REVIEW: Mimicking Birds – ‘EONS’

mimicking birds

Artist: Mimicking Birds
Album: EONS
Genre: Indie
Label: Glacial Pace

It has been four years since Mimicking Birds‘ last release, and beyond any type of collected thought or insight I could surmise within the parameters of my keyboard, nothing will be as effective as getting my love for this album across to you besides simply saying that the wait over all 1,505 days has been worth it.

“I will protect your shadow.”

EONS, the sophomore album by Portland-based Mimicking Birds is a haunting piece of art. Featuring a far more prevalent backing band than the band’s self-titled debut, EONS is a stirring exposition of sound, emotion, and ambiance. With the opening “Memorabilia,” the band locks into a groove comfortable enough to stabilize the listener, all before being whisked away by the ever growing ripples of sound. While Mimicking Birds was a slow, and drone like emulation of lo-fi sounds, EONS boasts a faster paced presence, truly showing what the band is capable of.

With a rhythm section brought to the foreground, the band is able to make every single second of sound emanate with the highest of meaning, making every vocal melody that much more earned, each guitar bend resonate stronger, and every thud of percussion bring it all back to center. Following “Memorabilia” is “Acting Your Age,” and this succession of works may be one of the most impactful of the year. Maybe it is because my daydreams have slowly turned from irrational escapades in far off lands to finding a well paying, respectable job, but “Acting Your Age” initiates various degrees of societal questions, things that I most surely do not have the answers for yet.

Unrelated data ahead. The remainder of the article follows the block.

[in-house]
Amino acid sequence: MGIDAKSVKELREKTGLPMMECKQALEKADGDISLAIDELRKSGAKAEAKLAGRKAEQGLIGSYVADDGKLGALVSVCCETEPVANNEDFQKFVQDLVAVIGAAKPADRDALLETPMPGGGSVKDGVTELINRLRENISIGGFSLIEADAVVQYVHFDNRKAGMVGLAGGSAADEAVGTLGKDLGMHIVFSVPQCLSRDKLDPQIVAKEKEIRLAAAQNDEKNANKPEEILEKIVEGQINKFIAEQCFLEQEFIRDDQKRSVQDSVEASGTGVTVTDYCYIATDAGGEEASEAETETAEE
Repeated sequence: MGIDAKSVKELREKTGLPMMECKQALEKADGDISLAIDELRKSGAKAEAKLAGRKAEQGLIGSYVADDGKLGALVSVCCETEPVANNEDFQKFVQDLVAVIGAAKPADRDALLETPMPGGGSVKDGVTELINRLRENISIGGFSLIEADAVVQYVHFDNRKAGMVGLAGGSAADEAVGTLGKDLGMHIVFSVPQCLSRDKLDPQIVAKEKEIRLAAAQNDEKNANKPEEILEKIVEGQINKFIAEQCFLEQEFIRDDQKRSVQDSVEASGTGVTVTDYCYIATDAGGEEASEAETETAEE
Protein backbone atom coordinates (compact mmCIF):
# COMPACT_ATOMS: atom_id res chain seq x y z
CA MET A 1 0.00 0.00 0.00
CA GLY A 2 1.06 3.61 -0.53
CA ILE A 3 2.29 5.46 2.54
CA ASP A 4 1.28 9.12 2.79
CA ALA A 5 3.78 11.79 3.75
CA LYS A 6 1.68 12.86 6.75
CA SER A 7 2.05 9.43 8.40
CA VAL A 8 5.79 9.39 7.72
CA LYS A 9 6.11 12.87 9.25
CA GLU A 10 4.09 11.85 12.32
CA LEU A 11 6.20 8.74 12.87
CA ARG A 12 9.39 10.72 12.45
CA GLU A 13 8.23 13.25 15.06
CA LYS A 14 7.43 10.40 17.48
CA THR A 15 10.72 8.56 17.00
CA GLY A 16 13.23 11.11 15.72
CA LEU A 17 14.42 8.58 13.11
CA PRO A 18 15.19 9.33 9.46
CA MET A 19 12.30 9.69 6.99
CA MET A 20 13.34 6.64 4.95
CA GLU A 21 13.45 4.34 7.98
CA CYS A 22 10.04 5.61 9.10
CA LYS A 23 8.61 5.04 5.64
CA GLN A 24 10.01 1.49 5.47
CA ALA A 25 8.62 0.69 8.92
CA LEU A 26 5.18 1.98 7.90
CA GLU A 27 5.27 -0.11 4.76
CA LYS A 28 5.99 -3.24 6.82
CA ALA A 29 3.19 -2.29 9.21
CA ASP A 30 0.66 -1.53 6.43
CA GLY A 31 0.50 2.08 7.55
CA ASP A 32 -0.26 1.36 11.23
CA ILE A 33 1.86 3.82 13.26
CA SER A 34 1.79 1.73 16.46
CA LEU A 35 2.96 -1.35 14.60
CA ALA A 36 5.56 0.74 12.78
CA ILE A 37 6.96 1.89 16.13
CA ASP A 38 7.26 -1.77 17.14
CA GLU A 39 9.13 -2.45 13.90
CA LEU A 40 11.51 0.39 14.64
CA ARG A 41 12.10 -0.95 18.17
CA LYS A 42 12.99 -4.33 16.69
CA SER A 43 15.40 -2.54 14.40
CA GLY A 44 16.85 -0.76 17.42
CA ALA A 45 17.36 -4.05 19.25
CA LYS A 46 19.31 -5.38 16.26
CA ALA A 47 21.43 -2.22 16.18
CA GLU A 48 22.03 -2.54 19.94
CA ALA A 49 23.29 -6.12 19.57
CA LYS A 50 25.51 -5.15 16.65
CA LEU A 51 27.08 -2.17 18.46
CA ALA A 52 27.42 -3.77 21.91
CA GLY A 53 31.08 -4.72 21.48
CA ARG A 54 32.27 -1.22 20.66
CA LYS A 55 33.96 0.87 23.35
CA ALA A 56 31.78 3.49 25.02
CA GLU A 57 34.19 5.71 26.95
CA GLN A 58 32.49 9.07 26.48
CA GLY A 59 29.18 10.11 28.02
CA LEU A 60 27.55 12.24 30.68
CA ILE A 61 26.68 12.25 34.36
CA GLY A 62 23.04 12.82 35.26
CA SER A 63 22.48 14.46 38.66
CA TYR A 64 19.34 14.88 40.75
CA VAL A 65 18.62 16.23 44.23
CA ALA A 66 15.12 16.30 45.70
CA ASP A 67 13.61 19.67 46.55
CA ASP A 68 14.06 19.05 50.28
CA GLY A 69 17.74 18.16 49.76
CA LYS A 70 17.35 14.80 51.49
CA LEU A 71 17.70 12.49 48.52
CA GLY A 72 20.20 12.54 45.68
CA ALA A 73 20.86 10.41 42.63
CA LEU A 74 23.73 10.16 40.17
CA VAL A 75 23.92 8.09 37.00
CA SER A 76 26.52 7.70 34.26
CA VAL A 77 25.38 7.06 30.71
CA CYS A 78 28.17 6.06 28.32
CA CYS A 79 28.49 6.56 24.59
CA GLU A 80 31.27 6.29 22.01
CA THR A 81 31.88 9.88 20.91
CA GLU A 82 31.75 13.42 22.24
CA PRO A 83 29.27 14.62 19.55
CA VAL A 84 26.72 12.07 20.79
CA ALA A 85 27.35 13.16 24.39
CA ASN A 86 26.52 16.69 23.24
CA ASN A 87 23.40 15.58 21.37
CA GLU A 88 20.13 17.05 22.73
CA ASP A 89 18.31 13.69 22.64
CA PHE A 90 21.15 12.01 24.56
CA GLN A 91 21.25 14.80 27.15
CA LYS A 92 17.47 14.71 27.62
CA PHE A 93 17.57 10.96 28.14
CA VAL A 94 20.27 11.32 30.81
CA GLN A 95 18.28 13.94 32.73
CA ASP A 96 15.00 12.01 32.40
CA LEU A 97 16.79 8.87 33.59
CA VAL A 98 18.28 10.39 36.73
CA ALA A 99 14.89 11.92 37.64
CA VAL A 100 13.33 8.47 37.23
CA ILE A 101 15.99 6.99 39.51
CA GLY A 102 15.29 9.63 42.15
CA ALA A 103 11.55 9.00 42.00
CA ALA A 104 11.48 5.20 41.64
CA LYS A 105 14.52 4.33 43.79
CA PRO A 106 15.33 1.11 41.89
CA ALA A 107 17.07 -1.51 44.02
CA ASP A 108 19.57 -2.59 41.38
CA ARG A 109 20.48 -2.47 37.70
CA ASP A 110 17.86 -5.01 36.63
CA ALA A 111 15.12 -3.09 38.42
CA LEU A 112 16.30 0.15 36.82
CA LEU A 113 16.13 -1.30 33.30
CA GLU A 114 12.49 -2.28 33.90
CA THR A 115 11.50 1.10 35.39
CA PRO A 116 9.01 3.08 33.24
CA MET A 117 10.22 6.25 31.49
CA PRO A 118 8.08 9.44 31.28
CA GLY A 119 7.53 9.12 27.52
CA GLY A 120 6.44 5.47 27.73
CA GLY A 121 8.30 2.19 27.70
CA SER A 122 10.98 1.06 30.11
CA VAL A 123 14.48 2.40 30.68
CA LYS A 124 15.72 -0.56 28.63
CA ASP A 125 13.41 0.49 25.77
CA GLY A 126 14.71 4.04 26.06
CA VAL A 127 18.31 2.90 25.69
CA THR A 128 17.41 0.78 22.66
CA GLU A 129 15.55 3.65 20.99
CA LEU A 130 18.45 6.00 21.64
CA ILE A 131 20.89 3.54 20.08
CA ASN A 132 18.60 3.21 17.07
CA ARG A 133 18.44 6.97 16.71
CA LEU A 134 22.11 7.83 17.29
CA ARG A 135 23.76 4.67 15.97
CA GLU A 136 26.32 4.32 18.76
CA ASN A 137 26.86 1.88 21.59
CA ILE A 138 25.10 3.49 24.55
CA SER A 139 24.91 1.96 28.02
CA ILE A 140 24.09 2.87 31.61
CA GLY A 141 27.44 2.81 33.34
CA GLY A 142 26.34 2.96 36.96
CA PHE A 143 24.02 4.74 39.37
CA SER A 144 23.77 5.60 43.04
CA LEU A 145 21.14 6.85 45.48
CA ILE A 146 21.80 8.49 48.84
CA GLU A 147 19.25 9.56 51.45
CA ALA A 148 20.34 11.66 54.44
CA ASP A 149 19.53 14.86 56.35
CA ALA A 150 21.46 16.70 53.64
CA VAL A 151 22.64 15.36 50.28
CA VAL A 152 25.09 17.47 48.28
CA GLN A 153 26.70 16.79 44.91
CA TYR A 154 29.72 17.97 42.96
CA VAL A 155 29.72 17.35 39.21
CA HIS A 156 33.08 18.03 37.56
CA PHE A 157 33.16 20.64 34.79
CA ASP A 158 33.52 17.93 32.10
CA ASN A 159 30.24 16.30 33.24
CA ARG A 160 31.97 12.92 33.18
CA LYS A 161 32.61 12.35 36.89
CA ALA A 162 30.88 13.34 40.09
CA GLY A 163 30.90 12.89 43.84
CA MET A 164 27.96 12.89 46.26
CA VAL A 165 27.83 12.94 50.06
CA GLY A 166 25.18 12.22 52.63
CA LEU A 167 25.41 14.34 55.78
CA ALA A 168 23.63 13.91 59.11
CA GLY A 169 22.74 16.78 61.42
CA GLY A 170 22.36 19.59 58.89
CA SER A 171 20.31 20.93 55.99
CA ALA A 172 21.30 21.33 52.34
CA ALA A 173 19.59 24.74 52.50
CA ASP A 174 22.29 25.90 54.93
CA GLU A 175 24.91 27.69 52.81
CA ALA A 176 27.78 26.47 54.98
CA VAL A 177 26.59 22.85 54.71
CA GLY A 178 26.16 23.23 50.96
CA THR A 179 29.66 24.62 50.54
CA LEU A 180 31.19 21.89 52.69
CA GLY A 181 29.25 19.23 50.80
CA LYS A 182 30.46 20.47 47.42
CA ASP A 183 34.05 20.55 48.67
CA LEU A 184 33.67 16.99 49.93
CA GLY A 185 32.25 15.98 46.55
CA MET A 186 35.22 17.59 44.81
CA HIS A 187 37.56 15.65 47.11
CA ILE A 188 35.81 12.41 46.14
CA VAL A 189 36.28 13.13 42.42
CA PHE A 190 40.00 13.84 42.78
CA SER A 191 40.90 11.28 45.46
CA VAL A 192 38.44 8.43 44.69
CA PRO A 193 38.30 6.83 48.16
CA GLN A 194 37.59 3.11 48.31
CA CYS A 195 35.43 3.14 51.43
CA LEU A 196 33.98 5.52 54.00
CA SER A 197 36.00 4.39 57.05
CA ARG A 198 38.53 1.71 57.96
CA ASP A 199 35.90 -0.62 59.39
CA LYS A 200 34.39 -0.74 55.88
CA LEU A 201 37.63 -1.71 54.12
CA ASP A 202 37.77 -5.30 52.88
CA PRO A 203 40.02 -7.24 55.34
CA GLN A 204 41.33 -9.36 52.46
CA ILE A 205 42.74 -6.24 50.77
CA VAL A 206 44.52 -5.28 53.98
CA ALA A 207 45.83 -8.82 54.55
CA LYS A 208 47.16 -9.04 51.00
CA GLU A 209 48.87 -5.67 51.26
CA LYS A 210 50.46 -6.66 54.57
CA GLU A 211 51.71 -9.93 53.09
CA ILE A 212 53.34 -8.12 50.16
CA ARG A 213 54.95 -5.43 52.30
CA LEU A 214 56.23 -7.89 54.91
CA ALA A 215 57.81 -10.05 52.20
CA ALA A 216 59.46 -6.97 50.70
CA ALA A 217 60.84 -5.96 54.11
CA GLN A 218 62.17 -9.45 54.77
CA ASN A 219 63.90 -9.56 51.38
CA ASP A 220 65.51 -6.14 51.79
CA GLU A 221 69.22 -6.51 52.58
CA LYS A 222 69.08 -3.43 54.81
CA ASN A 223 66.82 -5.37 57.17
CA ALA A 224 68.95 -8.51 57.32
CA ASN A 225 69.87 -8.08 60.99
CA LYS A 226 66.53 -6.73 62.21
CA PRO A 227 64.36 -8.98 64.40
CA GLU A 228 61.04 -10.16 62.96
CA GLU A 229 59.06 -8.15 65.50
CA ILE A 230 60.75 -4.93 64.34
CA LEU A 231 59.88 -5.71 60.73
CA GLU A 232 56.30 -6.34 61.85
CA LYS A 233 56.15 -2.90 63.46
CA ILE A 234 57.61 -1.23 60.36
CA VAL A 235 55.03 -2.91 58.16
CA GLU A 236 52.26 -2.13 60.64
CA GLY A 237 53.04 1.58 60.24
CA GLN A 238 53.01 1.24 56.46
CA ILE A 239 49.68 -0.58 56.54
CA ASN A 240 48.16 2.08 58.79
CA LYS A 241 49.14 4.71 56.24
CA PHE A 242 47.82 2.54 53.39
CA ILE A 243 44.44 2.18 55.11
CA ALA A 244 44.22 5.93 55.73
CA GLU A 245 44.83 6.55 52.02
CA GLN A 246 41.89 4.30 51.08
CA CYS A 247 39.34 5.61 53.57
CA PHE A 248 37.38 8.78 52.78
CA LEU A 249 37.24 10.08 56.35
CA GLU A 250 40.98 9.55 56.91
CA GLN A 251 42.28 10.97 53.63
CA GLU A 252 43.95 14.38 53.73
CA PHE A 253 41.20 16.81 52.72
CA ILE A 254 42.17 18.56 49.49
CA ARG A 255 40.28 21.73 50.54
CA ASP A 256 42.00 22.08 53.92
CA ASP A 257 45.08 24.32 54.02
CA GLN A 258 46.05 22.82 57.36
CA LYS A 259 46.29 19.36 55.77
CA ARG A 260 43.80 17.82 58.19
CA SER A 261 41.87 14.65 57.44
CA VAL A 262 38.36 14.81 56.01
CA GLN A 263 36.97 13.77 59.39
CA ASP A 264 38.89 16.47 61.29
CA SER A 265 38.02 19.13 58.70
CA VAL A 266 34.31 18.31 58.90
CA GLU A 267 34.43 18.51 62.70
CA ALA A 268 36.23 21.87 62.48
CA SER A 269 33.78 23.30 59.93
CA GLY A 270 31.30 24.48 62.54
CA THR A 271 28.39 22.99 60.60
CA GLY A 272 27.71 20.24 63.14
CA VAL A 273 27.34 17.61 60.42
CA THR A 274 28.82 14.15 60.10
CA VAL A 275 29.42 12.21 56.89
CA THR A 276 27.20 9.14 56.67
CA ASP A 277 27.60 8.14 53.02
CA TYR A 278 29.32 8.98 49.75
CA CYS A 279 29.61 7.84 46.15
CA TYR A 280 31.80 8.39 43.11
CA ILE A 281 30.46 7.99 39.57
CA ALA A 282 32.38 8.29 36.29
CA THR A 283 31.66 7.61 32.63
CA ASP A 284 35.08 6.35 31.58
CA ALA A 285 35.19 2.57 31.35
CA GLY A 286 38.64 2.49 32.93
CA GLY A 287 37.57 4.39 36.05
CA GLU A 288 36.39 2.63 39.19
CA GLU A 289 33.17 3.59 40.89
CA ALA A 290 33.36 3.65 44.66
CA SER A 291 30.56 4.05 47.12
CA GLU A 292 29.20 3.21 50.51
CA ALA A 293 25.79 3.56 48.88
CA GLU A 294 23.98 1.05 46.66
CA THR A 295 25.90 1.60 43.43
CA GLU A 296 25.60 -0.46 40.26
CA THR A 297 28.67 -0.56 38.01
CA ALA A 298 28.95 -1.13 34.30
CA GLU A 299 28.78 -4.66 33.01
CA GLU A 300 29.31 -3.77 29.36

One of the most rewarding aspects of the album most certainly stems from the invitation of multiple instruments per song. Each song varies in vibe, and the introduction of a higher percussion and bass presence make each song memorable in its own right. By album mid-track “Bloodlines,” each piece up to that point remains constant with a distinct mood in my mind, inviting a song for every purpose.

The album continues with exceptional flow, highlighting some fantastic guitar work on “Night Light,” followed by eerie electronics on “Water Under Burned Bridges.” “Seeing Eye Dog” creates a similar eerie vibe, though more transparent and ambient. Closing with the cathartic “Moving On,” EONS ends beautifully.

Do not mistake my emphasis on the first two tracks to highlight any kind of inconsistency with the album–to delve into each individual merit earned by the work would become far too complex, for almost every aspect of the album is a high note. The important thing to know about this work, is that while it is defined by song names and order, EONS is an open book of imagination. Each piece eloquently moving in and out from one another, my experience with it is one that is not so easily defined. This is a piece of work that is surely felt.

SCORE: 9/10
Review written by Drew Caruso – (Follow him on Twitter)

Drew Caruso

Drew Caruso is a Bostonian who, when not writing about music and film, spends his time getting lost in New England, reading books, talking about science whether people want to listen or not, and more. To see the thoughts of a scientist by day and a writer by night, follow him on Twitter.
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